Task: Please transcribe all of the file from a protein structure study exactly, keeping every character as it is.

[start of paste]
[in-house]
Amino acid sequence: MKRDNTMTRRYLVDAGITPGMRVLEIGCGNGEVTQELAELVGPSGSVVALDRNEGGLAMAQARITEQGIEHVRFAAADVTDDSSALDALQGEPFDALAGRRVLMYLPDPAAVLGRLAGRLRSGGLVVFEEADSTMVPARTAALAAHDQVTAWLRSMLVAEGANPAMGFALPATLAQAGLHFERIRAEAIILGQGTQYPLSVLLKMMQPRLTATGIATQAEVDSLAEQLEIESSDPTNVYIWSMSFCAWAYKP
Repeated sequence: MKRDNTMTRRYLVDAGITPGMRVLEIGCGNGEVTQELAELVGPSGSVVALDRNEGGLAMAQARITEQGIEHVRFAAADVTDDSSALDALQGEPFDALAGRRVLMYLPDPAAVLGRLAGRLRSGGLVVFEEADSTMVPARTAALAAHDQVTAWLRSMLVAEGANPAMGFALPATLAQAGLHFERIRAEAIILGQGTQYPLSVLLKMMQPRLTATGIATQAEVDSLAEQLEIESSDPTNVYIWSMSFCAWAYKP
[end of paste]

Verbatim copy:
[in-house]
Amino acid sequence: MKRDNTMTRRYLVDAGITPGMRVLEIGCGNGEVTQELAELVGPSGSVVALDRNEGGLAMAQARITEQGIEHVRFAAADVTDDSSALDALQGEPFDALAGRRVLMYLPDPAAVLGRLAGRLRSGGLVVFEEADSTMVPARTAALAAHDQVTAWLRSMLVAEGANPAMGFALPATLAQAGLHFERIRAEAIILGQGTQYPLSVLLKMMQPRLTATGIATQAEVDSLAEQLEIESSDPTNVYIWSMSFCAWAYKP
Repeated sequence: MKRDNTMTRRYLVDAGITPGMRVLEIGCGNGEVTQELAELVGPSGSVVALDRNEGGLAMAQARITEQGIEHVRFAAADVTDDSSALDALQGEPFDALAGRRVLMYLPDPAAVLGRLAGRLRSGGLVVFEEADSTMVPARTAALAAHDQVTAWLRSMLVAEGANPAMGFALPATLAQAGLHFERIRAEAIILGQGTQYPLSVLLKMMQPRLTATGIATQAEVDSLAEQLEIESSDPTNVYIWSMSFCAWAYKP